The transition to Nascar EV racing seems inevitable, and fans could get a taste of its battery-powered future as soon as 2023, as leaked documents indicate that the U.S. racing series plans to launch an EV-only support series next season.
Screenshots of the documents were uncovered by Kickin’ The Tires, revealing plans to bring a prototype EV race car to the track next year, where it will debut at the pre-season 2023 Clash at the Coliseum in Los Angeles. In the third quarter of 2023, Nascar will then introduce a six-race support series with EV race cars at six venues “likely aligned with Cup Series events.” It’s not clear if Cup Series drivers will participate in the events, however.
Each EV racing event will include a roster of just 12 race cars. There will be two 30-minute races, one on Saturday and the next on Sunday. The goal is for the EV race cars to be able to run lap times on par with the gasoline-powered race cars, and non-competitive pit stops will be allowed for teams to change tires or fix crash damage, while charging and battery swaps will not be allowed. The vehicles will feature all-wheel-drive powertrains capable of up to 1,000 horsepower, facilitated by three high-output motors and a 200 kW regen unit.
The uncovered documents also indicate that Nascar will employ what it learns from the EV racing division to “determine the best path forward in National Series for 2025.” In fact, the Next Gen race car, which debuted for the 2022 Cup Series season, was designed with electrification in mind, and can support the addition of hybrid motors without modification.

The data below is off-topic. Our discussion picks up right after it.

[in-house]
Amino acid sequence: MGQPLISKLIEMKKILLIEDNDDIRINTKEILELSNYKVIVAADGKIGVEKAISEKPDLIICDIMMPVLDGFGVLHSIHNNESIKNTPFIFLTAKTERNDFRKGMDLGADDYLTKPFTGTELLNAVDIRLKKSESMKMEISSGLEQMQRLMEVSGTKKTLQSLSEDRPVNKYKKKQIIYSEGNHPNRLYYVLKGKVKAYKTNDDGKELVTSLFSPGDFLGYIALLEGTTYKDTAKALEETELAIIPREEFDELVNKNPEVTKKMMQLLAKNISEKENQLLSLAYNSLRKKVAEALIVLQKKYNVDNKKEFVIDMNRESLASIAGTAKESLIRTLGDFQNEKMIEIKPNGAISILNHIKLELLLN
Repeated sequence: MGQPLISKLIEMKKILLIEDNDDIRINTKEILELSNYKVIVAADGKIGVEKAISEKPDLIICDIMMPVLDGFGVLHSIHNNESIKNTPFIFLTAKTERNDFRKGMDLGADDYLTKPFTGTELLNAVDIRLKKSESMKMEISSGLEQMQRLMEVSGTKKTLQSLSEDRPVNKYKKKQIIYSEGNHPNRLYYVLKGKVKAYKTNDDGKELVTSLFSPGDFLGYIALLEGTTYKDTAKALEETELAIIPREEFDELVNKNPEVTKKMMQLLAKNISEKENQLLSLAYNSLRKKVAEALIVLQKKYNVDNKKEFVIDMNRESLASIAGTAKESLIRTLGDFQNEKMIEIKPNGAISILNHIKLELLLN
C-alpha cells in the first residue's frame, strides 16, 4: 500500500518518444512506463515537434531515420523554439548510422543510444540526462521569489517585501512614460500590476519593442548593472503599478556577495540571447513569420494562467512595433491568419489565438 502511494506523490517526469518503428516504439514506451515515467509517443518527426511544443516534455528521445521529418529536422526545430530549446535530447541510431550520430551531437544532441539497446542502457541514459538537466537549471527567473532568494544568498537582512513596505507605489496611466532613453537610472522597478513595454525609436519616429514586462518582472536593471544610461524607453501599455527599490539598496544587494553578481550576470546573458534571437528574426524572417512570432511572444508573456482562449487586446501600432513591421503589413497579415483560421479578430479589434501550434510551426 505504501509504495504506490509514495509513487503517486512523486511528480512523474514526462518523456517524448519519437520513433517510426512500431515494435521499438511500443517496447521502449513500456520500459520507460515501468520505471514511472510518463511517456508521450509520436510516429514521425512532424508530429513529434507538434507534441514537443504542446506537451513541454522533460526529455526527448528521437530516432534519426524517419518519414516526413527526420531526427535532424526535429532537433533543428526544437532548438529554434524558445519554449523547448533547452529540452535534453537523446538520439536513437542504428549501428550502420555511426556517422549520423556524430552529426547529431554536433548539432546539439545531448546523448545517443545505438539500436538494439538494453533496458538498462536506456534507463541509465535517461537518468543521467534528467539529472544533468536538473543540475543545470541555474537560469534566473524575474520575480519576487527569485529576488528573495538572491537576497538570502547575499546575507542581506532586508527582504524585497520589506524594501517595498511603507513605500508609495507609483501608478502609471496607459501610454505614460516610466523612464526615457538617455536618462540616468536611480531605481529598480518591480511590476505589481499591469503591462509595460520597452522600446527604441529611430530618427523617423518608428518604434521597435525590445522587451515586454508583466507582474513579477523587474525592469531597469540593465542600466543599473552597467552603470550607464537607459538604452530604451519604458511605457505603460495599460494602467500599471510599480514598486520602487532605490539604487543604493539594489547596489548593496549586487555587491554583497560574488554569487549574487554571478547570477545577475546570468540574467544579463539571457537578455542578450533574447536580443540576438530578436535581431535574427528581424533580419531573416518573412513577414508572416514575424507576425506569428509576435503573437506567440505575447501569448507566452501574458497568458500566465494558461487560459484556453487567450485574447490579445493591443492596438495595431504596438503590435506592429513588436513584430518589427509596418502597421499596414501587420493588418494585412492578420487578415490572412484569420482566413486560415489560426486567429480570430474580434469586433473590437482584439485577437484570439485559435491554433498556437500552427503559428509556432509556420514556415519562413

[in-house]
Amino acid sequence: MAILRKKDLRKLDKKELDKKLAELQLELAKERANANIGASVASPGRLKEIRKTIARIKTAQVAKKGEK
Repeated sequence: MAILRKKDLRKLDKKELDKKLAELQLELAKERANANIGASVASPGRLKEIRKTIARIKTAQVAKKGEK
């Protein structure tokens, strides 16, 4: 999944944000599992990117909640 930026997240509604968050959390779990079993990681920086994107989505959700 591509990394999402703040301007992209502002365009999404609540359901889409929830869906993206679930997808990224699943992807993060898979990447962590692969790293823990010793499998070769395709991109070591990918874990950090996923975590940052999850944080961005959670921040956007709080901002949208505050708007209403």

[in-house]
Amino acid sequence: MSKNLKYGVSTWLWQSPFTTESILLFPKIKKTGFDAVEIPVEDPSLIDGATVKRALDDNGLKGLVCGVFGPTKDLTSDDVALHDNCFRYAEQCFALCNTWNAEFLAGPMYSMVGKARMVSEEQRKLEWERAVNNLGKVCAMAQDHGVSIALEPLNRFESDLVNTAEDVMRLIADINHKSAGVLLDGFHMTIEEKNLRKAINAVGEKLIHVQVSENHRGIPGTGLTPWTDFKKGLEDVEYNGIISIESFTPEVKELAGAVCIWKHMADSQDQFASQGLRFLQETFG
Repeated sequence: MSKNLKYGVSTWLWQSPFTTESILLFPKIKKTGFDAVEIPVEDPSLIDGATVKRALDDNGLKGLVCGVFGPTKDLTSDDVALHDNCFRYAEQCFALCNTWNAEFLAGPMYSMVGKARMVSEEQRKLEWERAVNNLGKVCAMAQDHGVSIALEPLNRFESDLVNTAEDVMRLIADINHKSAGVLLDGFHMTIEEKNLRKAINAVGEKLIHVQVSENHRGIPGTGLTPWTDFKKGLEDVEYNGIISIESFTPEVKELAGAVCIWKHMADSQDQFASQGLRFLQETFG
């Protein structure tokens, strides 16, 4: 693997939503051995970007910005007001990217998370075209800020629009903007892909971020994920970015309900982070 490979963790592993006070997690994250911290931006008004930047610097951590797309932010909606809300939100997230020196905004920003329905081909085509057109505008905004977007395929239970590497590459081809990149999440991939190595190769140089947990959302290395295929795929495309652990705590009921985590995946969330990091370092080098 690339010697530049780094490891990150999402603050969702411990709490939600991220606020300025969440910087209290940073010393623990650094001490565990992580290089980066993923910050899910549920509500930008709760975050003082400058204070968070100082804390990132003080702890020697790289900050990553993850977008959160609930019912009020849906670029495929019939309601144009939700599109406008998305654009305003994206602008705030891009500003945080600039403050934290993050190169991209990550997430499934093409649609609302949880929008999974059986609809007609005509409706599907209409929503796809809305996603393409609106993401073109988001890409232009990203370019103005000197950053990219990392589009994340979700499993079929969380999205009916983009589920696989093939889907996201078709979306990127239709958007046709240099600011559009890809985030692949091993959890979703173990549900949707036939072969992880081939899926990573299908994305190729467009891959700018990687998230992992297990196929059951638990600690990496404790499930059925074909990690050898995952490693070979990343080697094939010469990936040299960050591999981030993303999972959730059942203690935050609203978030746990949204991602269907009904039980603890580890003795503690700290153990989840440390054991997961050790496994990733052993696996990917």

Nascar has not confirmed its plans to execute an EV-only series next season, but in early 2022, Steve O’Donnell, Nascar Chief Operating Officer, stated that the organization was looking into an exhibition series consisting of battery electric race cars.
Reportedly, Nascar’s push toward electrification will include “exploring options for sound,” bringing excitement to what would otherwise be a silent drive. The sanctioning body and manufacturers may also consider the use of crossover of SUV bodies in the future to reflect recent buyer trends and embody the “win on Sunday, sell on Monday” mantra.
If Nascar does, in fact, go all-electric, it will certainly be interesting to observe which vehicles each manufacturer chooses to run. Currently, Chevrolet runs the Camaro ZL1 coupe, but the production model will be discontinued after 2024. There could be a yet-unveiled Bow Tie EV waiting in the wings for a Cup Series debut. Meanwhile, Ford could choose to move forward with a Mustang Mach-E racer.